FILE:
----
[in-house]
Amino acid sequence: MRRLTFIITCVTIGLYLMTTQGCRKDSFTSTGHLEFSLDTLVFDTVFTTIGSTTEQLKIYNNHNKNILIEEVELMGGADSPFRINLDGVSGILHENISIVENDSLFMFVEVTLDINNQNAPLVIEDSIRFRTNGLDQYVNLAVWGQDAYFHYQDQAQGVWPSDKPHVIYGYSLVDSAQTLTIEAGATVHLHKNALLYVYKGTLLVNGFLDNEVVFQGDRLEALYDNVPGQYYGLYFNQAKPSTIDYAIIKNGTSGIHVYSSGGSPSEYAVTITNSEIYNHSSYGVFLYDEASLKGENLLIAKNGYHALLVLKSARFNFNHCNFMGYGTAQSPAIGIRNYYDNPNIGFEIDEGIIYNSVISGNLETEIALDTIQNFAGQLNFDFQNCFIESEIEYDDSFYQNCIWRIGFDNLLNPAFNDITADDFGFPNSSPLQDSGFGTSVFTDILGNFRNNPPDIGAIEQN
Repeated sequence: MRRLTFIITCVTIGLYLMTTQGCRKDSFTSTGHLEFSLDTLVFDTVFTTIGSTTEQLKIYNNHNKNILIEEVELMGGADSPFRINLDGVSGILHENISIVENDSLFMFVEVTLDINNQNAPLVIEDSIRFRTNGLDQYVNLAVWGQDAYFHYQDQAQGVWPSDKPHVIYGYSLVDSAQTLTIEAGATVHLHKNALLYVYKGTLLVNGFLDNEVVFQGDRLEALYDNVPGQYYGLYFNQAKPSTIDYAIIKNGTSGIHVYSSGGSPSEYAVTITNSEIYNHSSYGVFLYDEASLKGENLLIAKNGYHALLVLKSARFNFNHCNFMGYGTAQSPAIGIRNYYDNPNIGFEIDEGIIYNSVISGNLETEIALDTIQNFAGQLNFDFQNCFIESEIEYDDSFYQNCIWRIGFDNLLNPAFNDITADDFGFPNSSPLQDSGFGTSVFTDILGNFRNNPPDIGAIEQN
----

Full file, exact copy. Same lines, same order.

[in-house]
Amino acid sequence: MRRLTFIITCVTIGLYLMTTQGCRKDSFTSTGHLEFSLDTLVFDTVFTTIGSTTEQLKIYNNHNKNILIEEVELMGGADSPFRINLDGVSGILHENISIVENDSLFMFVEVTLDINNQNAPLVIEDSIRFRTNGLDQYVNLAVWGQDAYFHYQDQAQGVWPSDKPHVIYGYSLVDSAQTLTIEAGATVHLHKNALLYVYKGTLLVNGFLDNEVVFQGDRLEALYDNVPGQYYGLYFNQAKPSTIDYAIIKNGTSGIHVYSSGGSPSEYAVTITNSEIYNHSSYGVFLYDEASLKGENLLIAKNGYHALLVLKSARFNFNHCNFMGYGTAQSPAIGIRNYYDNPNIGFEIDEGIIYNSVISGNLETEIALDTIQNFAGQLNFDFQNCFIESEIEYDDSFYQNCIWRIGFDNLLNPAFNDITADDFGFPNSSPLQDSGFGTSVFTDILGNFRNNPPDIGAIEQN
Repeated sequence: MRRLTFIITCVTIGLYLMTTQGCRKDSFTSTGHLEFSLDTLVFDTVFTTIGSTTEQLKIYNNHNKNILIEEVELMGGADSPFRINLDGVSGILHENISIVENDSLFMFVEVTLDINNQNAPLVIEDSIRFRTNGLDQYVNLAVWGQDAYFHYQDQAQGVWPSDKPHVIYGYSLVDSAQTLTIEAGATVHLHKNALLYVYKGTLLVNGFLDNEVVFQGDRLEALYDNVPGQYYGLYFNQAKPSTIDYAIIKNGTSGIHVYSSGGSPSEYAVTITNSEIYNHSSYGVFLYDEASLKGENLLIAKNGYHALLVLKSARFNFNHCNFMGYGTAQSPAIGIRNYYDNPNIGFEIDEGIIYNSVISGNLETEIALDTIQNFAGQLNFDFQNCFIESEIEYDDSFYQNCIWRIGFDNLLNPAFNDITADDFGFPNSSPLQDSGFGTSVFTDILGNFRNNPPDIGAIEQN